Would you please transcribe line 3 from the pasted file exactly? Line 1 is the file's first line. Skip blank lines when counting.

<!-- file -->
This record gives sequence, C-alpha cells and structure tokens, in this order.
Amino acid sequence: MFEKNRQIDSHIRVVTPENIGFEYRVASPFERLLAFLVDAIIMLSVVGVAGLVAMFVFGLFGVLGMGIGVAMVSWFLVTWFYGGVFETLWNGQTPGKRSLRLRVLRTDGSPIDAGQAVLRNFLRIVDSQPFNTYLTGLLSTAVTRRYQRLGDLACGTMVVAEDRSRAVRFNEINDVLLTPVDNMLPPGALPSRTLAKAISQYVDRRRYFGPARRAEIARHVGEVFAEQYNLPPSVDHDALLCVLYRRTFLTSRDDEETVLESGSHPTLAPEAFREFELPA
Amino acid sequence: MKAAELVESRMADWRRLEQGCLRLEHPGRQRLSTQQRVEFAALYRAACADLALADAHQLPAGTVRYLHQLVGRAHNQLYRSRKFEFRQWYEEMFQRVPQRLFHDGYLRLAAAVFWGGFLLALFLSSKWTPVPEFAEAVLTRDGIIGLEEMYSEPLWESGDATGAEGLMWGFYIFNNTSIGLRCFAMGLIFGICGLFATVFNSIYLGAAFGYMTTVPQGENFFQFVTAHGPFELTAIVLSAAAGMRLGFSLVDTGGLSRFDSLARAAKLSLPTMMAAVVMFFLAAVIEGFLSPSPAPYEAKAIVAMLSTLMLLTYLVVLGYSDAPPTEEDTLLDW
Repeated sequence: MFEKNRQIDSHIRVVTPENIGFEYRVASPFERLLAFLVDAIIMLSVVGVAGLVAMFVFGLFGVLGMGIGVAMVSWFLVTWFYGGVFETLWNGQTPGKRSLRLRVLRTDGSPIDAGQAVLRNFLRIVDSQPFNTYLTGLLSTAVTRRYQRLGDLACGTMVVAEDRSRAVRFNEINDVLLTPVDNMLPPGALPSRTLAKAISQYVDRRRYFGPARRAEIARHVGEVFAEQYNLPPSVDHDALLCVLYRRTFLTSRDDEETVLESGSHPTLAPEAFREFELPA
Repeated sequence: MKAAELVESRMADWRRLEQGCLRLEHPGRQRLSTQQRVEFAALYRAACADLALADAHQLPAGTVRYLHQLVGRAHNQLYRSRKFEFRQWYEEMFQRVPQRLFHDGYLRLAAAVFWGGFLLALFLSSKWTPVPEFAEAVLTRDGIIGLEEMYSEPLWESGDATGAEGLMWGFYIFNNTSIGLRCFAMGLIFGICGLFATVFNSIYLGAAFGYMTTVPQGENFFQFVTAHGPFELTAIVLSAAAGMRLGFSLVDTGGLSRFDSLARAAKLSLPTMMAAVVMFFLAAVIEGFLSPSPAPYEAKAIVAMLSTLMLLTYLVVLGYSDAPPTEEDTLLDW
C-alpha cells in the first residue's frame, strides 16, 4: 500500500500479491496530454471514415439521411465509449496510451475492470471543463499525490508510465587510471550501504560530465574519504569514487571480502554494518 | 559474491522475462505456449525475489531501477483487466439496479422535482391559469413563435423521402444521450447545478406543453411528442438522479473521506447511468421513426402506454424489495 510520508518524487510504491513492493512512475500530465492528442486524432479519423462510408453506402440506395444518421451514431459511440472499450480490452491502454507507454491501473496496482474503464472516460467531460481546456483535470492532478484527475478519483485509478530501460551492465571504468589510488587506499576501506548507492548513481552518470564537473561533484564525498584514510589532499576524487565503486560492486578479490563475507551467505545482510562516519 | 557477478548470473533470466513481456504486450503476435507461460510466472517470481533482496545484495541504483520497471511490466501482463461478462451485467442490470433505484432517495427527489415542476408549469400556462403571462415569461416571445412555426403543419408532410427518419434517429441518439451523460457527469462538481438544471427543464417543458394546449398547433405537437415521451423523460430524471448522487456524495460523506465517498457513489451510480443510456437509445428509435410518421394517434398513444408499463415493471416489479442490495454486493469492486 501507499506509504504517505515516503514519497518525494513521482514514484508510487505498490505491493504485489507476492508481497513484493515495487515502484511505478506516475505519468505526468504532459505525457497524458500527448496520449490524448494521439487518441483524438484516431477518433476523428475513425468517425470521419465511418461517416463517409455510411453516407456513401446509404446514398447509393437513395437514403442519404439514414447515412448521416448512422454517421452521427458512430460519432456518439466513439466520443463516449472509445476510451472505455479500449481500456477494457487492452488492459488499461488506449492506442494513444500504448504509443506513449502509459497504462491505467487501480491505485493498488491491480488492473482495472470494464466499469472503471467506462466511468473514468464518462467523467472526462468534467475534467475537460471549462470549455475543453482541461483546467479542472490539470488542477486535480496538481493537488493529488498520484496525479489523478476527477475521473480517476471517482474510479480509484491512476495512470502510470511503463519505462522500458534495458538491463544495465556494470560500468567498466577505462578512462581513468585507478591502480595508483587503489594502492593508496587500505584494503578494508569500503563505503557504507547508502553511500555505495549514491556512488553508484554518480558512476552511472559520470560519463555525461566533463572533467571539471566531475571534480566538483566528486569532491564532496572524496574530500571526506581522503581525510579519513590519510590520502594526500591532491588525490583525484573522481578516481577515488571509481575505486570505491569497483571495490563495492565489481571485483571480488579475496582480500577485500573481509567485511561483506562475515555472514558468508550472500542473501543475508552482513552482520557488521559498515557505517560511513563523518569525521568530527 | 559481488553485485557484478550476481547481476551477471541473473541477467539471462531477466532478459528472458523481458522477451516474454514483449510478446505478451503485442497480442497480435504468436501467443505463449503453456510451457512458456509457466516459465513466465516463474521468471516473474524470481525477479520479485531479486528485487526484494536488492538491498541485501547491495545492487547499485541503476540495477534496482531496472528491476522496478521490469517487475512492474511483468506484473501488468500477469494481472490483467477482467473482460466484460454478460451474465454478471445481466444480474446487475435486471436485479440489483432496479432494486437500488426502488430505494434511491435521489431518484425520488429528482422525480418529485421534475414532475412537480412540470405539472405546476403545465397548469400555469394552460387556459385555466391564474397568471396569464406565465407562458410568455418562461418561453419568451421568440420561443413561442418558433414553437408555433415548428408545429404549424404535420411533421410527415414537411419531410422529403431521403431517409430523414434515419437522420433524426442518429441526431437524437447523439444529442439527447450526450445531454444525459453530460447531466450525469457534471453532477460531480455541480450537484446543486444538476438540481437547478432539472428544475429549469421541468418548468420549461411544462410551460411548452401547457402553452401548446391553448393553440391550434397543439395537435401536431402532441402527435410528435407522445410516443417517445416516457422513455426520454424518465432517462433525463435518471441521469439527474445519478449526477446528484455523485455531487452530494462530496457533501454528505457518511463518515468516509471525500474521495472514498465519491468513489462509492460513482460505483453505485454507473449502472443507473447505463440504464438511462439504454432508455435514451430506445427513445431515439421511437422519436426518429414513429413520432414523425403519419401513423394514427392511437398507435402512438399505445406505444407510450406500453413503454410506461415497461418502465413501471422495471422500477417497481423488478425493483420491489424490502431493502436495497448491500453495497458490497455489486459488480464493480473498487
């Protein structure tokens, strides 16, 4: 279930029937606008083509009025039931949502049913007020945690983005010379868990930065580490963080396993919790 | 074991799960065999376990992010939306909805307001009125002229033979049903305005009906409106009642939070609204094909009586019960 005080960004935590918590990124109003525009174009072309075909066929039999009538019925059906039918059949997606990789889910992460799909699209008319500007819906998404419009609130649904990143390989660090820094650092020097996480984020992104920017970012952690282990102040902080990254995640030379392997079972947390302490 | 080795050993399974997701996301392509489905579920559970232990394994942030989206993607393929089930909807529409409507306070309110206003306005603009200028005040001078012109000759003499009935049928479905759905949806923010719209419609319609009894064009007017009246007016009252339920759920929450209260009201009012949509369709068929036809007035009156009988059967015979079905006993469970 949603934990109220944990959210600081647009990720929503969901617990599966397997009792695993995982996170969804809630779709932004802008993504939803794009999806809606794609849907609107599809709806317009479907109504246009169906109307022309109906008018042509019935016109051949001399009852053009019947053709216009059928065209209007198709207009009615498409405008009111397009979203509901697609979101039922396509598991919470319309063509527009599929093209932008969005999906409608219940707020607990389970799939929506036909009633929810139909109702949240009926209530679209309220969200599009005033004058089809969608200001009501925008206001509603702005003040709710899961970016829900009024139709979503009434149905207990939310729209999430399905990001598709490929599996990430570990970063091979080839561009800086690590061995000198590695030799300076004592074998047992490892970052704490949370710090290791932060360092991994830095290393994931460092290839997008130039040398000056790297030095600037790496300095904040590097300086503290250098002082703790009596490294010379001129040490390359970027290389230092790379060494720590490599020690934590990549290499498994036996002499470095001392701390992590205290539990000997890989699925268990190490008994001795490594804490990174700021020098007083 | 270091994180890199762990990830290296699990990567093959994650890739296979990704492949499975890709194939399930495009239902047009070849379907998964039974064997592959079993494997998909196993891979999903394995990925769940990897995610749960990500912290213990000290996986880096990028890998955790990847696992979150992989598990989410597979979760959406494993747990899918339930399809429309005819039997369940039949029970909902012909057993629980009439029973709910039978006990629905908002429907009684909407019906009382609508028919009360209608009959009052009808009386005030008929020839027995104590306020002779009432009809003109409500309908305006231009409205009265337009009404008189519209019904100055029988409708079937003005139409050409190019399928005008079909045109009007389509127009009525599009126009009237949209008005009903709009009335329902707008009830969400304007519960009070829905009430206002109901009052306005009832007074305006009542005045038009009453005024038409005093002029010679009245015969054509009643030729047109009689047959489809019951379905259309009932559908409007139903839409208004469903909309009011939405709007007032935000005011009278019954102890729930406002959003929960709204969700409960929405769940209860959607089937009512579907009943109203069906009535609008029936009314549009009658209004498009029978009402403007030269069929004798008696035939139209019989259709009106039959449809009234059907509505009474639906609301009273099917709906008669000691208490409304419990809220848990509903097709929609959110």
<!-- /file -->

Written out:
Amino acid sequence: MKAAELVESRMADWRRLEQGCLRLEHPGRQRLSTQQRVEFAALYRAACADLALADAHQLPAGTVRYLHQLVGRAHNQLYRSRKFEFRQWYEEMFQRVPQRLFHDGYLRLAAAVFWGGFLLALFLSSKWTPVPEFAEAVLTRDGIIGLEEMYSEPLWESGDATGAEGLMWGFYIFNNTSIGLRCFAMGLIFGICGLFATVFNSIYLGAAFGYMTTVPQGENFFQFVTAHGPFELTAIVLSAAAGMRLGFSLVDTGGLSRFDSLARAAKLSLPTMMAAVVMFFLAAVIEGFLSPSPAPYEAKAIVAMLSTLMLLTYLVVLGYSDAPPTEEDTLLDW